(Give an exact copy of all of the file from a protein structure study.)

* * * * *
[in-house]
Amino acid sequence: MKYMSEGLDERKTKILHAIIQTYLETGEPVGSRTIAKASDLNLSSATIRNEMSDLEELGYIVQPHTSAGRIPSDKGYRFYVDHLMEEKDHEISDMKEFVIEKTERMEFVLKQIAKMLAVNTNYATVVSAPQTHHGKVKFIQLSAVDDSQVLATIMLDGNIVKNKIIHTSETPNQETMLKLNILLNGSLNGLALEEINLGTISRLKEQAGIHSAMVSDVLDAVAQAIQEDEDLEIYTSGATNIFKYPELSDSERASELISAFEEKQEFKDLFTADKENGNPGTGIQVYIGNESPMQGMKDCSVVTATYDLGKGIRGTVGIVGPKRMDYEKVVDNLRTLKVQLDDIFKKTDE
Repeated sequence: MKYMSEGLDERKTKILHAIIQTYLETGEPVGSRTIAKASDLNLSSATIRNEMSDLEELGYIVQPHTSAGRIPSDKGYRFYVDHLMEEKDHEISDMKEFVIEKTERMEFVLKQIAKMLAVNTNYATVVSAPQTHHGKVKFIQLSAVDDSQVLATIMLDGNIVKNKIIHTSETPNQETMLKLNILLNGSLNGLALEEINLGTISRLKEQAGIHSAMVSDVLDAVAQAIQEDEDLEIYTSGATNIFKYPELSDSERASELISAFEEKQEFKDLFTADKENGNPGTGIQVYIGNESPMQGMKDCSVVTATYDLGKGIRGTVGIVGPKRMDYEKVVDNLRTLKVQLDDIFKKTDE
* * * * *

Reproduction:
[in-house]
Amino acid sequence: MKYMSEGLDERKTKILHAIIQTYLETGEPVGSRTIAKASDLNLSSATIRNEMSDLEELGYIVQPHTSAGRIPSDKGYRFYVDHLMEEKDHEISDMKEFVIEKTERMEFVLKQIAKMLAVNTNYATVVSAPQTHHGKVKFIQLSAVDDSQVLATIMLDGNIVKNKIIHTSETPNQETMLKLNILLNGSLNGLALEEINLGTISRLKEQAGIHSAMVSDVLDAVAQAIQEDEDLEIYTSGATNIFKYPELSDSERASELISAFEEKQEFKDLFTADKENGNPGTGIQVYIGNESPMQGMKDCSVVTATYDLGKGIRGTVGIVGPKRMDYEKVVDNLRTLKVQLDDIFKKTDE
Repeated sequence: MKYMSEGLDERKTKILHAIIQTYLETGEPVGSRTIAKASDLNLSSATIRNEMSDLEELGYIVQPHTSAGRIPSDKGYRFYVDHLMEEKDHEISDMKEFVIEKTERMEFVLKQIAKMLAVNTNYATVVSAPQTHHGKVKFIQLSAVDDSQVLATIMLDGNIVKNKIIHTSETPNQETMLKLNILLNGSLNGLALEEINLGTISRLKEQAGIHSAMVSDVLDAVAQAIQEDEDLEIYTSGATNIFKYPELSDSERASELISAFEEKQEFKDLFTADKENGNPGTGIQVYIGNESPMQGMKDCSVVTATYDLGKGIRGTVGIVGPKRMDYEKVVDNLRTLKVQLDDIFKKTDE